earning $392.49 in take-home pay per two-week pay period. He
also receives assistance in the form of $170 in food stamps
per month. Based on the IFP Application, Flores' income
falls below the poverty threshold identified by the
Department of Health and Human Services (“HHS”)
2016 Poverty Guidelines. See 2016 HHS Poverty
Guidelines, available at
Accordingly, the Court finds that Flores has made the
required showing under Section 1915 to proceed without
prepayment of fees, and GRANTS his IFP Application.
Plaintiff's Complaint Is Dismissed With Limited Leave
review of the Complaint, the Court finds that Flores fails to
state a claim upon which relief may be granted. As discussed
below, even liberally construed, the Complaint fails to state
any discernible basis for judicial relief.
Standard of Review
Court subjects each civil action commenced pursuant to 28
U.S.C. § 1915(a) to mandatory screening and can order
the dismissal of any claims it finds “frivolous,
malicious, failing to state a claim upon which relief may be
granted, or seeking monetary relief from a defendant immune
from such relief.” 28 U.S.C. § 1915(e)(2)(B);
Lopez v. Smith, 203 F.3d 1122, 1126-27 (9th Cir.
2000) (en banc) (stating that 28 U.S.C. § 1915(e)
“not only permits but requires” the court to
sua sponte dismiss an in forma pauperis
complaint that fails to state a claim); Calhoun v.
Stahl, 254 F.3d 845, 845 (9th Cir. 2001) (per curiam)
(holding that “the provisions of 28 U.S.C. §
1915(e)(2)(B) are not limited to prisoners”). Because
Flores is appearing pro se, the Court liberally construes the
Court may dismiss a complaint pursuant to Federal Rule of
Civil Procedure 12(b)(6) for “failure to state a claim
upon which relief can be granted[.]” A Rule 12(b)(6)
dismissal is proper when there is either a “‘lack
of a cognizable legal theory or the absence of sufficient
facts alleged.'” UMG Recordings, Inc. v.
Shelter Capital Partners, LLC, 718 F.3d 1006, 1014 (9th
Cir. 2013) (quoting Balistreri v. Pacifica Police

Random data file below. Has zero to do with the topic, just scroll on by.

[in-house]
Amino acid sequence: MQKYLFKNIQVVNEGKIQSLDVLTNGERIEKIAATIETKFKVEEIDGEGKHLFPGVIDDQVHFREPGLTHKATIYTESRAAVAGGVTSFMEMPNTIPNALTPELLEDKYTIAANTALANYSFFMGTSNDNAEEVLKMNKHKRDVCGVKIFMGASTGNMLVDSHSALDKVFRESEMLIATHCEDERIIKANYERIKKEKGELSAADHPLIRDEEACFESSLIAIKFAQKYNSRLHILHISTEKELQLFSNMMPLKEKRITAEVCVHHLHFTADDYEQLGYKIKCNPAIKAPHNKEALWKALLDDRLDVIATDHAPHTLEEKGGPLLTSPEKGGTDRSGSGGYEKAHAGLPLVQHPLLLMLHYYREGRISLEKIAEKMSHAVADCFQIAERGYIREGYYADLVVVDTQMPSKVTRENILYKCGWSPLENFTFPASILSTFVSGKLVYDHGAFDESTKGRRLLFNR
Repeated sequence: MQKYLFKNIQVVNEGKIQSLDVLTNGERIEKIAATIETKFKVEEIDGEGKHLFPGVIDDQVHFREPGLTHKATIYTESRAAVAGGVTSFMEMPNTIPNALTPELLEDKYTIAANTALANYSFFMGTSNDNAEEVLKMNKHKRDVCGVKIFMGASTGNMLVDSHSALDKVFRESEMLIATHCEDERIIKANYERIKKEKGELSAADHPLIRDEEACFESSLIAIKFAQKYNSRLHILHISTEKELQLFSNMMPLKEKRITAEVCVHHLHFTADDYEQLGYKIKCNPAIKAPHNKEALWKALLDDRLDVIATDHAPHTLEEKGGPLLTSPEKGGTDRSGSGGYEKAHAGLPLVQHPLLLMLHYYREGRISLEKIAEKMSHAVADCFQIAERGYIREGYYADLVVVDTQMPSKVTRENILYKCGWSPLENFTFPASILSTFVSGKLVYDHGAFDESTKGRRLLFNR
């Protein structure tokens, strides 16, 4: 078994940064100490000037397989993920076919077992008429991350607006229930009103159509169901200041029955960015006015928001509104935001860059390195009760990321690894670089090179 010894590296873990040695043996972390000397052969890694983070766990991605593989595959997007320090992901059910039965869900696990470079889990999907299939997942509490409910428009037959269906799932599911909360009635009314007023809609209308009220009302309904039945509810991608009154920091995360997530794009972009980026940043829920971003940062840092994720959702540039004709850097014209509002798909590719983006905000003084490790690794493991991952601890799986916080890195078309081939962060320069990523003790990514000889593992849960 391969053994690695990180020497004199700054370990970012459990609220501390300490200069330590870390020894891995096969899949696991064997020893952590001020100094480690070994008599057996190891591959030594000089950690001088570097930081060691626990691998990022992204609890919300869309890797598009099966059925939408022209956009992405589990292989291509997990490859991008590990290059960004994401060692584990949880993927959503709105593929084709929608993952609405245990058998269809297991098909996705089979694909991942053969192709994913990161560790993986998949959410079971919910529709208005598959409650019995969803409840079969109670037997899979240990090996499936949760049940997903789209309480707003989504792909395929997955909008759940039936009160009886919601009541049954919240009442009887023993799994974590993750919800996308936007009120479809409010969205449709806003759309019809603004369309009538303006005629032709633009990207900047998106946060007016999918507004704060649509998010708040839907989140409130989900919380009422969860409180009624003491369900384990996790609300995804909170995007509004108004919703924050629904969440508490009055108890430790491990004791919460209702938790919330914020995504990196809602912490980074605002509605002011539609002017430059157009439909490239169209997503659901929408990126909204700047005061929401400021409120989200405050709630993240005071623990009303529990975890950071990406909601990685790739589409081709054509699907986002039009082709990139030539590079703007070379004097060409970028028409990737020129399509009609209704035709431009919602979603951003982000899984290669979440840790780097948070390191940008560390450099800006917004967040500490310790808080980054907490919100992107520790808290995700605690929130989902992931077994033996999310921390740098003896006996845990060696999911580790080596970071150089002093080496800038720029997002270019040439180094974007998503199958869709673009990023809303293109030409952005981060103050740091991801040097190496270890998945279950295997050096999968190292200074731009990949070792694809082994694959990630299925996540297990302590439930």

Dep't, 901 F.2d 696, 699 (9th Cir. 1990)). A
plaintiff must allege “sufficient factual matter,
accepted as true, to ‘state a claim to relief that is
plausible on its face.'” Ashcroft v.
Iqbal, 556 U.S. 662, 678 (2009) (quoting Bell
Atlantic Corp. v. Twombly, 550 U.S. 544, 570 (2007));
see also Weber v. Dep't of Veterans Affairs, 521
F.3d 1061, 1065 (9th Cir. 2008). This tenet - that that the
court must accept as true all of the allegations contained in
the complaint - “is inapplicable to legal
conclusions.” Iqbal, 556 U.S. at 678.
Accordingly, “[t]hreadbare recitals of the elements of
a cause of action, supported by mere conclusory statements,
do not suffice.” Id. (citing Twombly,
550 U.S. at 555); see also Starr v. Baca, 652 F.3d
1202, 1216 (9th Cir. 2011) (“[A]llegations in a
complaint or counterclaim may not simply recite the elements
of a cause of action, but must contain sufficient allegations
of underlying facts to give fair notice and to enable the
opposing party to defend itself effectively.”).
claim has facial plausibility when the plaintiff pleads
factual content that allows the court to draw the reasonable
inference that the defendant is liable for the misconduct
alleged.” Iqbal, 556 U.S. at 678 (citing
Twombly, 550 U.S. at 556). Factual allegations that
only permit the Court to infer “the mere possibility of